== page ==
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Messages - Ryan_W

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EOS Bodies / Phoblographer 6D review w/ comments on AF
« on: October 28, 2012, 12:51:04 PM »

This came up last night.  Interesting comment on the AF system comparng speed and accuracy to the 7D and MkIII.

Thought his comment on focus/recompose was interesting, re: if you only intend to use te center point, go with the 5d MkII.

Also liked the section about the app and WIFI capabilities.

EOS Bodies / Re: Go small or go home (T4i)
« on: October 27, 2012, 02:31:51 PM »
But let's face it- realistically- I'm a wannabe, a hack- the sort of photographer you guys mock at public events. Taking a proper course has been on my list forever- am I going to appreciate or utilize the benefits that a FF camera would provide to me? Considering the 6D release date and waiting for a reasonable price-drop, is it worth the wait?

Don't sweat it man. The real photographers at those events are nice guys, they'll talk to you and give you their card if they have one. It's the other amateurs you need to watch out for - they're the ones eyeballing your lens for the red stripe.

I think given the proximity to the 6D's intended release and the complete unknown it adds into the equation, plus the fact that're going to be using it outdoors a lot and might make use of the GPS, you should wait for the 6D before you make any decisions. It's tempting to just buy in right now, but nothing is worse than jumping into last year's tech right on the upgrade cycle and feeling remorseful right away.

EOS Bodies / Re: 6D or 5D Mk II
« on: October 27, 2012, 02:29:04 PM »
However for me the huge selling point of the 6D is the "silent" shutter!  Assuming it works on the production cameras like it does on the prototype - wow is it quiet compared to the 5D Mk II!  It I can think of so many places (events, street, ect.) it would be great to have that feature.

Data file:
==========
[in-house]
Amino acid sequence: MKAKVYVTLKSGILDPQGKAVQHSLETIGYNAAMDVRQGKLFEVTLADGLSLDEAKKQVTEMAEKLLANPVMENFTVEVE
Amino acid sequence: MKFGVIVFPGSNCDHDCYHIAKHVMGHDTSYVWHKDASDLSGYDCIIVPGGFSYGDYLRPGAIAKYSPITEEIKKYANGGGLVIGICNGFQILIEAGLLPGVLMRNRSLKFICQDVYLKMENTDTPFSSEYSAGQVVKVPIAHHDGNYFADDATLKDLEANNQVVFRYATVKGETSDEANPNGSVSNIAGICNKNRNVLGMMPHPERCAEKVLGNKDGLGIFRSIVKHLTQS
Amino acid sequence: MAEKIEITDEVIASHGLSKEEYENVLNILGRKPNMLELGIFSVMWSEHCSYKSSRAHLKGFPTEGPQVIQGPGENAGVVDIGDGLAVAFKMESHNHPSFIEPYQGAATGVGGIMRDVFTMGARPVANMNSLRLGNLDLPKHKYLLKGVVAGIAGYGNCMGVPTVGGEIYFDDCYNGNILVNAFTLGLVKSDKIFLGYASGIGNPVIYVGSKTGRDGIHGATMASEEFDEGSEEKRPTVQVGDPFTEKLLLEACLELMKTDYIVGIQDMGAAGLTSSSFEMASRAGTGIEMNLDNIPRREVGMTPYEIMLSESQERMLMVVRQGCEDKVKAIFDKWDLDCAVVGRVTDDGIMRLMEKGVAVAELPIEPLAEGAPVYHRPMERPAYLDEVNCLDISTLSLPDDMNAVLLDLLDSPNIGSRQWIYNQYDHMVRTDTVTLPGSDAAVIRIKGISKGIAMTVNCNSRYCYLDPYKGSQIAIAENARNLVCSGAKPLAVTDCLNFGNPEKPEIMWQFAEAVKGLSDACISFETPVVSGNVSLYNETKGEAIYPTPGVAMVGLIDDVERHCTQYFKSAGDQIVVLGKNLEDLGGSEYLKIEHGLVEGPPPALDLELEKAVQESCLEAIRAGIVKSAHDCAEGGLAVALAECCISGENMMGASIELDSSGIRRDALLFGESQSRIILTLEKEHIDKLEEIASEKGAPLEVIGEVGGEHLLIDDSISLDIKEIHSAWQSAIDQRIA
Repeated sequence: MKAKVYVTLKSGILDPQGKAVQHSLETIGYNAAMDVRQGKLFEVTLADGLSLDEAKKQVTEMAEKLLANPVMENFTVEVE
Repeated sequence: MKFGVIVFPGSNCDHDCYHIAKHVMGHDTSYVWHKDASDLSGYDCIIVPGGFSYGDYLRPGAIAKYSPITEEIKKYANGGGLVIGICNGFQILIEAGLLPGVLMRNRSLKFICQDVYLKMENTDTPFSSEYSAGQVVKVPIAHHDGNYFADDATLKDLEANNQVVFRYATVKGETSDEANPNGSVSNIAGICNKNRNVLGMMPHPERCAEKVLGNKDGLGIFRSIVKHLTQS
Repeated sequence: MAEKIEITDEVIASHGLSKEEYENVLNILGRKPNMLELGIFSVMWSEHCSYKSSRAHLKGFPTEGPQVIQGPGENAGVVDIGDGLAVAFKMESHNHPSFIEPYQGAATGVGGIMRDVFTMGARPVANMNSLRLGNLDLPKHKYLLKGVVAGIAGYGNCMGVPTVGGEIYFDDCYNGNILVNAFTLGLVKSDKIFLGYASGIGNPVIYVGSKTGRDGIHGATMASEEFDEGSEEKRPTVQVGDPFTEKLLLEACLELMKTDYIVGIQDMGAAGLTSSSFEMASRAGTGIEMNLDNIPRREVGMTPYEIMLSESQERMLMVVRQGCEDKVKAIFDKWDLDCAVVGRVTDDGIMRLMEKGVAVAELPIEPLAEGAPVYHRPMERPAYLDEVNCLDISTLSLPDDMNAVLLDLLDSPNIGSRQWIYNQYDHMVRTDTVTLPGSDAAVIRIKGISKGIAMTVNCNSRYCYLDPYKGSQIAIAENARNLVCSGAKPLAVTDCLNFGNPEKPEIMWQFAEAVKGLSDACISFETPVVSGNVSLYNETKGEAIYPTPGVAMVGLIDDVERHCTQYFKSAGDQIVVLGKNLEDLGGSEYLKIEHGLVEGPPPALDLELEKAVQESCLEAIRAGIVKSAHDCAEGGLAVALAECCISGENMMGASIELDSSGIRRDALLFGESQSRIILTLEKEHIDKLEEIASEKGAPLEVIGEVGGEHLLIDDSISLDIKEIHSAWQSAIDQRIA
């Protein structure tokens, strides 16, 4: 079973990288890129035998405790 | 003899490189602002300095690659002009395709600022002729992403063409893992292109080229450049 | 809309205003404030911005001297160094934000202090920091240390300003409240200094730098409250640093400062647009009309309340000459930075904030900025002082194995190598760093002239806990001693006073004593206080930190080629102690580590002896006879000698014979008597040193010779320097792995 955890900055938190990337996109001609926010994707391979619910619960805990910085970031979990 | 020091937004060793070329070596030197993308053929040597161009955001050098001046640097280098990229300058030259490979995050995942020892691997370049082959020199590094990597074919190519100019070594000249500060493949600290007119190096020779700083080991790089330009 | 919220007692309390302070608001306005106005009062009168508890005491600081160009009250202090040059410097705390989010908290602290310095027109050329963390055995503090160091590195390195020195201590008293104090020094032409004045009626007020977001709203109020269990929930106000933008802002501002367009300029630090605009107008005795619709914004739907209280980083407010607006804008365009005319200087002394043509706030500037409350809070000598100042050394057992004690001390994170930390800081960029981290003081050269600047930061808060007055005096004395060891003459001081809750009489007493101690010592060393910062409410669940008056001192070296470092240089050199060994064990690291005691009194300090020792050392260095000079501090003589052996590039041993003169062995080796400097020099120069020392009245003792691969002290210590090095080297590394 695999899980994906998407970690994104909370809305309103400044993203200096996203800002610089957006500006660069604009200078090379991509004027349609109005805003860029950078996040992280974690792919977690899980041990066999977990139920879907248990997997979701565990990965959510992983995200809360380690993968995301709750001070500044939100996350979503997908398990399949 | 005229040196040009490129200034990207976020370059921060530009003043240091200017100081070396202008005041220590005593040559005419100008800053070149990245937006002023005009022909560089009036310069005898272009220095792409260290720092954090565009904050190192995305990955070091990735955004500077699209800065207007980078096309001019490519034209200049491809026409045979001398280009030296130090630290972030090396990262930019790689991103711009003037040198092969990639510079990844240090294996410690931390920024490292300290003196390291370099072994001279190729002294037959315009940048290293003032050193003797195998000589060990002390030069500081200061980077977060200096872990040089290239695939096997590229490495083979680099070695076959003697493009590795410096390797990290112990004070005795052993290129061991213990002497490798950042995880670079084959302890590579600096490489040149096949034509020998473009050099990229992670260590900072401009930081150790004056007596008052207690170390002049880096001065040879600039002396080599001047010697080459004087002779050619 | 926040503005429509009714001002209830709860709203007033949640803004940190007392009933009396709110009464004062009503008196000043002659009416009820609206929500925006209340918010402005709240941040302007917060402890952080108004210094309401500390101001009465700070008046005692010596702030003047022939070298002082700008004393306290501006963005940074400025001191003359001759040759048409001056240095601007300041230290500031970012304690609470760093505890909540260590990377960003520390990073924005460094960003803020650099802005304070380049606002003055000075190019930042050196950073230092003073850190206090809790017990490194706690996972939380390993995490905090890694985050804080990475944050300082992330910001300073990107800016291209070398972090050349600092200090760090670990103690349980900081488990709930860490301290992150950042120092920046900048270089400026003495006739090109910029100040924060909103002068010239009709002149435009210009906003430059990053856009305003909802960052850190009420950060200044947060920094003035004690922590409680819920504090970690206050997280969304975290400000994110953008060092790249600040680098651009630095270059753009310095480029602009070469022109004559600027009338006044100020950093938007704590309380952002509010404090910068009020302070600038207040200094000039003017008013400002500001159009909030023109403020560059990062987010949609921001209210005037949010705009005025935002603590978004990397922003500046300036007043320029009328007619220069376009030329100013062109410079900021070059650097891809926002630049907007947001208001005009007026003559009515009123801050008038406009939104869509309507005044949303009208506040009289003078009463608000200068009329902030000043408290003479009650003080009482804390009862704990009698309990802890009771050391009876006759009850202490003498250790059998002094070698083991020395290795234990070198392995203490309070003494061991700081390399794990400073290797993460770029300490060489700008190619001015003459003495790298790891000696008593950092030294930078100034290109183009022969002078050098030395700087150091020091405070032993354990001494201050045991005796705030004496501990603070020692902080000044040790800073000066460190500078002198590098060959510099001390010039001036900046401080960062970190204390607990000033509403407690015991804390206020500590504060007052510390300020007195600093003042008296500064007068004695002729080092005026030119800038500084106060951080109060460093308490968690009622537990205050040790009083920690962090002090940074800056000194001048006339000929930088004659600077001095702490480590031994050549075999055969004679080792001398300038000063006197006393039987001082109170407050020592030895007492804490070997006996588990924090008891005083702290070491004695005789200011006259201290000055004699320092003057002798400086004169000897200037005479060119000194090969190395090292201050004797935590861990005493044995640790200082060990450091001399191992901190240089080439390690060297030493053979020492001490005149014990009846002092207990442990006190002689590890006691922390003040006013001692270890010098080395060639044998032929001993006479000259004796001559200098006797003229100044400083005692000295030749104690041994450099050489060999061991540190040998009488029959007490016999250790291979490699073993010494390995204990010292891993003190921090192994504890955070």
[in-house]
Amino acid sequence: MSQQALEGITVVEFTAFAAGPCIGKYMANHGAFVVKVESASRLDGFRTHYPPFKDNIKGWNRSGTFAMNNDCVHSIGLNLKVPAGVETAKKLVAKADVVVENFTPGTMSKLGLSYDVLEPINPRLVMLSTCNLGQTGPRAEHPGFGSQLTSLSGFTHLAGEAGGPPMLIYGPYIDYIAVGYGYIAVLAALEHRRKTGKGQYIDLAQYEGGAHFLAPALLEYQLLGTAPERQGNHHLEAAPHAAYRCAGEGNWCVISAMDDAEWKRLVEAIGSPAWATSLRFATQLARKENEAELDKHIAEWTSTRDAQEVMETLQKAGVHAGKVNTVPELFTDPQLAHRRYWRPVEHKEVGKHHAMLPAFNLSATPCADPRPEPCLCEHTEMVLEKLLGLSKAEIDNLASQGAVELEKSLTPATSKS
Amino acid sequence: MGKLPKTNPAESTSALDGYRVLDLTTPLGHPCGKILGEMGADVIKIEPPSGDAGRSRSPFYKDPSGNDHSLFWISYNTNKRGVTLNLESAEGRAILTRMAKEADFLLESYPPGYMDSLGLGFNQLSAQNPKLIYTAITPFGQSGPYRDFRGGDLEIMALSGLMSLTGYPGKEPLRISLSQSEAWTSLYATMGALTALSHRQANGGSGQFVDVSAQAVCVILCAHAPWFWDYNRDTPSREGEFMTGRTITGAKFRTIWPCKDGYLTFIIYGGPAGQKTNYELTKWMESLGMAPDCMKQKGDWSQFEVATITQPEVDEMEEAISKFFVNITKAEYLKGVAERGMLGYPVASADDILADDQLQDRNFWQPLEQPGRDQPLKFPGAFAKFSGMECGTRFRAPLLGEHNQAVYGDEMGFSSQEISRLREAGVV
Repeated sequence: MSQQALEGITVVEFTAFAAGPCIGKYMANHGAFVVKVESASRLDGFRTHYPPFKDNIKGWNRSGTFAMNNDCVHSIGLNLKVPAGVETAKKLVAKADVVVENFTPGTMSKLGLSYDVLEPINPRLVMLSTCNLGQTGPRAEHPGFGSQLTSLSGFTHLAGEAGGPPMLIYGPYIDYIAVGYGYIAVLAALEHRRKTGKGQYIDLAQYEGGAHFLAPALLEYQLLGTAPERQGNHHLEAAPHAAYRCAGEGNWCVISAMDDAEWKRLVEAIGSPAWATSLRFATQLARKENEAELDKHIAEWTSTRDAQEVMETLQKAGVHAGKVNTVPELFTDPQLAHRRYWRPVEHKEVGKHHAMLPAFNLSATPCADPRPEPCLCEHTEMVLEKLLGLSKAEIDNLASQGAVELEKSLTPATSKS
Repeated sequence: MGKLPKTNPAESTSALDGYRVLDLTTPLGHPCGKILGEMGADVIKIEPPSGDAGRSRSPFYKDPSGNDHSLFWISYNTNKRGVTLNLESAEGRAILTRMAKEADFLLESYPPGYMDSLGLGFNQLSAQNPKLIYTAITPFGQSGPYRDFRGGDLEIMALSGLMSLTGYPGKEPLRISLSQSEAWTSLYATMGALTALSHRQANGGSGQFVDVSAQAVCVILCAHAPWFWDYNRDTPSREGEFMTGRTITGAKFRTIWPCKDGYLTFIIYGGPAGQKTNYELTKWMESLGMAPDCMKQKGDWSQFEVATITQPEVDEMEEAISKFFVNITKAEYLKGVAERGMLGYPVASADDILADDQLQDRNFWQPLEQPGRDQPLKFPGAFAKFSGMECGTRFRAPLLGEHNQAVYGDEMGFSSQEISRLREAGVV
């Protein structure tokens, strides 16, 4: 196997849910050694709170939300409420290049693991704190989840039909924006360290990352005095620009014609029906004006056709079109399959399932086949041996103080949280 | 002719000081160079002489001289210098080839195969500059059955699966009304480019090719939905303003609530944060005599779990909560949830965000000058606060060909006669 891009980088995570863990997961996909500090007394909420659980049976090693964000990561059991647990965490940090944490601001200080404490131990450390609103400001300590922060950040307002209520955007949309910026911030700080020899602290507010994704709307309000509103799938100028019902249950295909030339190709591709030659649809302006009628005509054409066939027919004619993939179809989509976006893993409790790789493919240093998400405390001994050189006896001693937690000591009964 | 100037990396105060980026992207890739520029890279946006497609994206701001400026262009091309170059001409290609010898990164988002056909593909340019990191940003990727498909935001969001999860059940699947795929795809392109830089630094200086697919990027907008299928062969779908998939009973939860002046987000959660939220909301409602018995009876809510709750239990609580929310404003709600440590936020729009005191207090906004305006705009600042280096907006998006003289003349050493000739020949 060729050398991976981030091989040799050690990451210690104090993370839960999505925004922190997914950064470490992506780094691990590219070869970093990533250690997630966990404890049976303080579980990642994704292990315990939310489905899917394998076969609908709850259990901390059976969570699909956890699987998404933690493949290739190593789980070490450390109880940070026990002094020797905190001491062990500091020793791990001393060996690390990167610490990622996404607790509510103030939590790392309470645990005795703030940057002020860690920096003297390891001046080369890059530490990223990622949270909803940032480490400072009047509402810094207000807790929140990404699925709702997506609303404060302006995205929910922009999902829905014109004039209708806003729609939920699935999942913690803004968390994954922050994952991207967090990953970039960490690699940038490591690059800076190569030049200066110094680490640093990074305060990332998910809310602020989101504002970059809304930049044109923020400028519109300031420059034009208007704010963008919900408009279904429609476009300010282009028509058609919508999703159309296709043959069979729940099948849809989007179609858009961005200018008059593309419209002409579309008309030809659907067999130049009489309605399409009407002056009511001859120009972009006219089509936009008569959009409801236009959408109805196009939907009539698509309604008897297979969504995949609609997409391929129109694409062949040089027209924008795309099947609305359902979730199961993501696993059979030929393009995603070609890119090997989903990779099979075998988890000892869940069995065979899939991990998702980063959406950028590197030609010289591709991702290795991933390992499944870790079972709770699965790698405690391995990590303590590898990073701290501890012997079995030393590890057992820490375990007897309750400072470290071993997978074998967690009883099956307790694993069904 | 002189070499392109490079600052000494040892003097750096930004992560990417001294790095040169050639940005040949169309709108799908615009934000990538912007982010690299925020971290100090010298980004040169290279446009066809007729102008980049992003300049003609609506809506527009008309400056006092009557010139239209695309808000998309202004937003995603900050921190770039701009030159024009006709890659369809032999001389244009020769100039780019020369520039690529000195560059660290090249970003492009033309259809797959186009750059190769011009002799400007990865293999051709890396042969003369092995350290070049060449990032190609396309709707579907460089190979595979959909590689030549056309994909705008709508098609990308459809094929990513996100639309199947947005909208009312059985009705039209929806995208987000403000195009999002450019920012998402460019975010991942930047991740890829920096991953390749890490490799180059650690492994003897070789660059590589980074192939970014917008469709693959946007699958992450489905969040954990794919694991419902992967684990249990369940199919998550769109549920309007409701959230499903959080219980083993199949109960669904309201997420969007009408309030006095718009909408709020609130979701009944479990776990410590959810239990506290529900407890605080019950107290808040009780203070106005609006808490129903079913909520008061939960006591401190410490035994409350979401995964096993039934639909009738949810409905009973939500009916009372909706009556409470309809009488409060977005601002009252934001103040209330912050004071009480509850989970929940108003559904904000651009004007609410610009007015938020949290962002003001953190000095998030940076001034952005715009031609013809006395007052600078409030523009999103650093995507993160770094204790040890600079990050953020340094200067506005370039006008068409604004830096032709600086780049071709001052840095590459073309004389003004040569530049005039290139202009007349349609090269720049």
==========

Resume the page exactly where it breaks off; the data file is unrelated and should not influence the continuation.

^^^ This.

The 6D isn't a 5dMkIII and it's not a 7D, and the three cameras aren't intended for the same audience or the same purpose. The 6D is a street/travel shooter through and through - designed for less weight, integrated GPS that will only work outdoors, better one-hand operation, SD cards (more universal compatibility) and a built in App for remote uploading to social media.

The GPS bashing is all good and well if you're photographing your cousin's birthday party or a baseball game once a week, but as someone shooting freelance editorial on the street with 1,000 frames per set, I appreciate the extra level of metadata allowing me to sort. It'll also make the camera fully compatible with social media mapping features that pull from similar data on smartphones to automatically tag locations.

Lenses / Re: Your technique for switching lenses in the field?
« on: October 27, 2012, 02:10:34 PM »
Lots of great pointers here. I shoot a lot of outdoor editorial in varying conditions so I'll add my two cents:

I try to minimize the amount of time my sensor/mirror is exposed by prepping everything else first, i.e. lens caps, rear caps.

Use your strap and orient the camera facing down whenever you switch. Dust and debris can still float up into the body, but if it's facing down you eliminate straight on debris carried by wind, hair and sweat from your own body, exhaust grime carried by winds, etc.

Don't remove the first lens until you have the second lens ready to hot-swap with the rear cap off. Then just play Indiana Jones and put the new lens over the hole as soon as you remove the old lens. Once the new lens is secure, worry about getting the rear cap on the old lens, taking the front cap off the old lens, etc.

Basically just streamline your process so you don't wind up with your hands full fumbling with a lens cap while your body sits face-up in a dust storm.